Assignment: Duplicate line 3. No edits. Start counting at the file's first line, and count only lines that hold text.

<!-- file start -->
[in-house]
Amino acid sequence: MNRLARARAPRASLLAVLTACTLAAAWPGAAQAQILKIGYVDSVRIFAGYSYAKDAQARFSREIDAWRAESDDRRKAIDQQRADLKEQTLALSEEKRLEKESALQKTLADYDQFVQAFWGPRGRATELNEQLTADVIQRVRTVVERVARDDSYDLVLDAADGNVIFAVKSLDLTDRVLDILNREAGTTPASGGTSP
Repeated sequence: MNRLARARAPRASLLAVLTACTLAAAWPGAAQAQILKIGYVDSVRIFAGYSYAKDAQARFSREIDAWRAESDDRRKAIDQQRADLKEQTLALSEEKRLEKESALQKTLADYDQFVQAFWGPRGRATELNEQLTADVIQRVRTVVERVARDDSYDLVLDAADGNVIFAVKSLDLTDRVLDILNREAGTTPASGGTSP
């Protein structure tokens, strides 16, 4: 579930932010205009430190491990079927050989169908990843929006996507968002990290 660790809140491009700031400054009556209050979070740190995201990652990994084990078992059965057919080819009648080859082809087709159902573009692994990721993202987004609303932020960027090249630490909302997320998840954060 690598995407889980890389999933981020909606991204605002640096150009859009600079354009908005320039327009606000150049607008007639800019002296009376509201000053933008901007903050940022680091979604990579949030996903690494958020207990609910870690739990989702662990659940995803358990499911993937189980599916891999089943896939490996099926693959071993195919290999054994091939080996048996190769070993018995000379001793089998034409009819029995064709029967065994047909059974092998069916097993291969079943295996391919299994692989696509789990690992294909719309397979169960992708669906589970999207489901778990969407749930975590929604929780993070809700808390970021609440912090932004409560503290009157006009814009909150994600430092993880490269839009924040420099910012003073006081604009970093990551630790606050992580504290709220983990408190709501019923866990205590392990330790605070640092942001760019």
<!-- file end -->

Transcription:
Repeated sequence: MNRLARARAPRASLLAVLTACTLAAAWPGAAQAQILKIGYVDSVRIFAGYSYAKDAQARFSREIDAWRAESDDRRKAIDQQRADLKEQTLALSEEKRLEKESALQKTLADYDQFVQAFWGPRGRATELNEQLTADVIQRVRTVVERVARDDSYDLVLDAADGNVIFAVKSLDLTDRVLDILNREAGTTPASGGTSP